- General Health
CBD for Epilepsy – What Can It Do?
Imagine living your life knowing that a debilitating seizure is right around the corner. It is a reality for millions of people around the world. Seizures are a significant aspect of living with epilepsy, and the condition is more prevalent than most realize. There are growing calls for permitting the use of CBD for epilepsy. The FDA has listened, but only to the benefit of a Big Pharma company.
According to the CDC, approximately 3.4 million people are living with epilepsy in the United States. And, around 470,000 of them are children. Globally, an estimated 65 million people have the condition. There are many medications on the market designed to treat epilepsy. In recent times, however, there is a growing call to investigate the use of CBD oil for epilepsy.
Before we focus on CBD epilepsy, let’s find out more about the condition.
What Is Epilepsy?
Epilepsy is a neurological disorder in the brain caused by unusual nerve cell activity. It is the fourth most commonly diagnosed neurological condition, behind migraines, stroke, and Alzheimer’s. An epileptic seizure characterizes the condition. People living with epilepsy can have hundreds of seizures per week.
What Causes Epilepsy? What Are the Complications?
Those with the condition often find their lives negatively impacted. As a result, they are willing to try CBD oil for epilepsy, despite the lack of market regulation. An estimated 20% of children with the condition also have an intellectual disability. A much smaller percentage have a severe neurological disorder such as cerebral palsy. Having the disease increases your risk for specific complications:
- Drowning: You are up to 19 times more likely to drown than average if you have epilepsy. If you have the condition, you could have a seizure while in a bathtub or swimming pool. It is possible to lose awareness, and you may find it impossible to move.
- Automobile Accidents: A seizure can negatively impact your ability to drive a car. Most states don’t allow people with a history of seizures to drive. You can’t get a driver’s license in these states until you can prove you are seizure-free for a long time.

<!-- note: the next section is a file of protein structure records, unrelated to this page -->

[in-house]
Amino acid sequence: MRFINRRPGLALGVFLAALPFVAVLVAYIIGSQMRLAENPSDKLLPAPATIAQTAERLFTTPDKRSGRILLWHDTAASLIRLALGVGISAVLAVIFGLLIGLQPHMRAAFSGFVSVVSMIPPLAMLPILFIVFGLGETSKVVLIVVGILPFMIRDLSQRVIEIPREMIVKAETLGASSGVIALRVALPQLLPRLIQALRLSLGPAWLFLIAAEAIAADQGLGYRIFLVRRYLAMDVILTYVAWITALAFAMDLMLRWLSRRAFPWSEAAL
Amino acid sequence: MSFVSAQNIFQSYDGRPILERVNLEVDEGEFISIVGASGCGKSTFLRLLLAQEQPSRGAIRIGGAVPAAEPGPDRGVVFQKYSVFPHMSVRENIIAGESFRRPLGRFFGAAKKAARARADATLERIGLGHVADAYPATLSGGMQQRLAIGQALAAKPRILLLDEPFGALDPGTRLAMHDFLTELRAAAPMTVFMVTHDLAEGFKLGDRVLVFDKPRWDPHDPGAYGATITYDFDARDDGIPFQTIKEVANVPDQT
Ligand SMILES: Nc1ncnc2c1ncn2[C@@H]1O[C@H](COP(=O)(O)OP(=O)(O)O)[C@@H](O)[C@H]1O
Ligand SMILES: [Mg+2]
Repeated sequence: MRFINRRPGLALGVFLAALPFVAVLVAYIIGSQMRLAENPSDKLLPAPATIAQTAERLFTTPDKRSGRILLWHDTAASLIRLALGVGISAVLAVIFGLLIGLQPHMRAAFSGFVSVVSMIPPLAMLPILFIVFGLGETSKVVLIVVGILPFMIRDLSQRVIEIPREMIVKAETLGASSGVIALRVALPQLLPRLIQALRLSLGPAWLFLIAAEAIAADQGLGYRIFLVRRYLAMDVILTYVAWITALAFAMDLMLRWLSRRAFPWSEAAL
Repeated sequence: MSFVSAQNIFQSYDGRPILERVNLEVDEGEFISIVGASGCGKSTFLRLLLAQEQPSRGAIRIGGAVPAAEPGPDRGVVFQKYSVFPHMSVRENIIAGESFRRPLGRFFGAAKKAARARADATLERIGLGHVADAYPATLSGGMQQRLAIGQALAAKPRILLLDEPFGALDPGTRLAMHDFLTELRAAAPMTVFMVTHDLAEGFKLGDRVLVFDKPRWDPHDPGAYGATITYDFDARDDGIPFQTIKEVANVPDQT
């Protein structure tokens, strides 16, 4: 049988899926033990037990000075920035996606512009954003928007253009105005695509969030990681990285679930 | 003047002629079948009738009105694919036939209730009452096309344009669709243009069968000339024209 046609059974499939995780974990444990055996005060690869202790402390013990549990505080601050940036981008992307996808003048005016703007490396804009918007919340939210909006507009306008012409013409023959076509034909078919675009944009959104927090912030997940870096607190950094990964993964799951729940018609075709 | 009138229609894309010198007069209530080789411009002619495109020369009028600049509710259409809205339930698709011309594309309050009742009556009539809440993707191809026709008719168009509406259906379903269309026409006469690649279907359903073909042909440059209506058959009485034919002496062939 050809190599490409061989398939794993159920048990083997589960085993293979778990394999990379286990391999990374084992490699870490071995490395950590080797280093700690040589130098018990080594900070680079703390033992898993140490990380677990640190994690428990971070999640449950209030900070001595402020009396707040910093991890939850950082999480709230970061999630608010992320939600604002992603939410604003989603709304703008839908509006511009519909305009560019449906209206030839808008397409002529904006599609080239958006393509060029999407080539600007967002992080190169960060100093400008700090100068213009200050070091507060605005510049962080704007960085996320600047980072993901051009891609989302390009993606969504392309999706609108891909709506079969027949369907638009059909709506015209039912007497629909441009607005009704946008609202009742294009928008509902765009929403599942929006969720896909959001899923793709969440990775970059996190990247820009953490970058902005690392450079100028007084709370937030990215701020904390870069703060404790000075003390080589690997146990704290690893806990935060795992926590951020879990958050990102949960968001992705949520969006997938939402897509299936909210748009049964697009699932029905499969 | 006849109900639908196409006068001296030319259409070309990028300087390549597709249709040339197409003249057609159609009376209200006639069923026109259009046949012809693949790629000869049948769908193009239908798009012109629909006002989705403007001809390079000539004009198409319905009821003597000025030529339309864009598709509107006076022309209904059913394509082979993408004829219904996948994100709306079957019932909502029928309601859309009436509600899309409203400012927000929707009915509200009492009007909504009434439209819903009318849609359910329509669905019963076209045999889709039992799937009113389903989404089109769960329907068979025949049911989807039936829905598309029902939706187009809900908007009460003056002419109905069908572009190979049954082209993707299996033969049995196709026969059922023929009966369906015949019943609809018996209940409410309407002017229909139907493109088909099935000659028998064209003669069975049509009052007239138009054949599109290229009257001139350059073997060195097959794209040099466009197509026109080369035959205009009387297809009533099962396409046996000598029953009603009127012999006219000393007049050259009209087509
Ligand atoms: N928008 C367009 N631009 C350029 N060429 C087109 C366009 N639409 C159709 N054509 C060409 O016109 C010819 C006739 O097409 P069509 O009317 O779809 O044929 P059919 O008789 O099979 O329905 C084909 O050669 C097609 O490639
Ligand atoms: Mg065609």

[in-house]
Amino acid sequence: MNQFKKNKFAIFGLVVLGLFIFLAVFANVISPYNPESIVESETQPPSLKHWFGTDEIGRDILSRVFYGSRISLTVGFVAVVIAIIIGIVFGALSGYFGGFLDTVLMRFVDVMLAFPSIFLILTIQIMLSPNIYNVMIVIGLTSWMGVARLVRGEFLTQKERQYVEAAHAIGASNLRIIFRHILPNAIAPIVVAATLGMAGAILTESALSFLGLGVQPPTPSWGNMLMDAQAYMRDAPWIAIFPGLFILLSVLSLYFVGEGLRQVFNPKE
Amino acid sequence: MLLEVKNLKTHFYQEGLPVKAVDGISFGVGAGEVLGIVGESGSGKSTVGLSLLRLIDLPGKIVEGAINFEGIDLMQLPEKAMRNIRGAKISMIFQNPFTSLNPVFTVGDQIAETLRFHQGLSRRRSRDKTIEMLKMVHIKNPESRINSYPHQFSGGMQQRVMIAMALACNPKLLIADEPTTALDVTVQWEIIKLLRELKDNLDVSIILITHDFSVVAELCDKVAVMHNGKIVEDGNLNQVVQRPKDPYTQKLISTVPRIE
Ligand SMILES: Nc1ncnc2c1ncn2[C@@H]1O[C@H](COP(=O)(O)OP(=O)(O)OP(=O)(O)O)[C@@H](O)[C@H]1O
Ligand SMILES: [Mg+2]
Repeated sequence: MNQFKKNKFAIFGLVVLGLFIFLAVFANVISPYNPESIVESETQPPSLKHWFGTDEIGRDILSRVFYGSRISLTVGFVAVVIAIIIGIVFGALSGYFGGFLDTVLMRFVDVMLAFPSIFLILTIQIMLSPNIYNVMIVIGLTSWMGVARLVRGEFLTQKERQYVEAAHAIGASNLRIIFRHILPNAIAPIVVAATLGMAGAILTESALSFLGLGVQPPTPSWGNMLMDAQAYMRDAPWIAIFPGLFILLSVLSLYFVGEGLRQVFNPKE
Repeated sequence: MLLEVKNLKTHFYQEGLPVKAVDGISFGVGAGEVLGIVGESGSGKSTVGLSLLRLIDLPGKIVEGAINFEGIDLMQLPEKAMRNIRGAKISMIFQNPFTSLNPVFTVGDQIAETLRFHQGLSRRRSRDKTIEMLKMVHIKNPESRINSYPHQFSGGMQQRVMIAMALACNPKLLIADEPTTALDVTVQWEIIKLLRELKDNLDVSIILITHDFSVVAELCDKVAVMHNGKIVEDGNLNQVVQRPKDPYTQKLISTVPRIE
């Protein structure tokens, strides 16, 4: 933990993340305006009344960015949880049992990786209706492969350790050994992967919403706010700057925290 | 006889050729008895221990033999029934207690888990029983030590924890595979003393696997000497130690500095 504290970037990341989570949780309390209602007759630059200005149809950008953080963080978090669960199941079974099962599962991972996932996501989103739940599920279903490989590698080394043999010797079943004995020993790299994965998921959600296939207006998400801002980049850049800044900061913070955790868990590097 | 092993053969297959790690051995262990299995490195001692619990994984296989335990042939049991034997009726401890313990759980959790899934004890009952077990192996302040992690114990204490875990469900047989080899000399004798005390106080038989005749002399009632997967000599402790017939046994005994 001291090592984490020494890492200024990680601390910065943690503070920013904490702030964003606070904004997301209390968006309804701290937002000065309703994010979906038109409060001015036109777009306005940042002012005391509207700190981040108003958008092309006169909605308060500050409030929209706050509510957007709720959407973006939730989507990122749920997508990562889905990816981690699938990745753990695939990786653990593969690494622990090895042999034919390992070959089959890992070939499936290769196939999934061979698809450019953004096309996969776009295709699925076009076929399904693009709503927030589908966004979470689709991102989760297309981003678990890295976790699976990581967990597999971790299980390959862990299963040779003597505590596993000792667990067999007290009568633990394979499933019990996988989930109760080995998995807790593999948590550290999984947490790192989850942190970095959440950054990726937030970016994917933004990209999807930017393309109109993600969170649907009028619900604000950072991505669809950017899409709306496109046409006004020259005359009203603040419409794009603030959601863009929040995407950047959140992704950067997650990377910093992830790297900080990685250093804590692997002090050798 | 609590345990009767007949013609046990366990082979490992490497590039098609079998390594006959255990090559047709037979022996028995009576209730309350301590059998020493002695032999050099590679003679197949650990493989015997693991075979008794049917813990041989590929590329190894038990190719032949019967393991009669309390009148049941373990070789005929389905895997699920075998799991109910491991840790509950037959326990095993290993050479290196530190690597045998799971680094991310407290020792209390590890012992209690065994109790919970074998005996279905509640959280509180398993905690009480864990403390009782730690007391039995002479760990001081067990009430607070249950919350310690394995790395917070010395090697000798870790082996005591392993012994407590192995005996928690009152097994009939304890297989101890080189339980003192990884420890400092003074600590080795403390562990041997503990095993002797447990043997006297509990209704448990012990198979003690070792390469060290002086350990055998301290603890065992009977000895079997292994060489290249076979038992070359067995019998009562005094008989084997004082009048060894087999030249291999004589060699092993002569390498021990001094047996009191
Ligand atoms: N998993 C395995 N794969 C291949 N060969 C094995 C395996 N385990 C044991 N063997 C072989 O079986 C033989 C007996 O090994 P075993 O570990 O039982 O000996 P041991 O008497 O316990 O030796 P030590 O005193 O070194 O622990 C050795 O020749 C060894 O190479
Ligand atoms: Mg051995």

- Emotional Health Problems: Up to one-third of individuals with the condition experience anxiety or depression. They are also 22% more likely to commit suicide than the general population.
- Falls: Specific seizure types can hinder motor movements. As a result, you could lose control of a muscle function and fall.
Researchers often feel as if they are hitting a brick wall when studying the condition. The causes of epilepsy are unknown in around 50% of cases. The most commonly known epilepsy causes are:
- Stroke: Vascular conditions hinder the brain’s capacity to function normally.
- Brain Tumor: A tumor can interrupt regular brain cell activity.
- Brain Infection: An infection such as meningitis or AIDS could cause epilepsy.
- Head Trauma: A head injury from a fall or accident could result in epilepsy.
Other potential causes include prenatal or genetic factors and neurodevelopmental disorders.
What Are the Symptoms of Epilepsy?
The symptoms depend on the type of seizure, and parts of the brain affected. However, common issues include:
- Repetitive movements
- Uncontrollable movements like jerking
- A loss of consciousness
- A staring spell
There is a wide range of risk factors. For example, you are more likely to develop epilepsy in early childhood or when aged 55+. It is also a difficult condition to diagnose, as it requires a multitude of tests. These include an EEG, blood tests, CT Scan, MRI, or PET Scan. In most cases, the goal is to analyze your brain in detail.
What Are the Different Types of Epilepsy?
The disease affects people in a variety of ways. In 2017, the International League Against Epilepsy (ILAE) determined that there are three distinct types of epilepsy.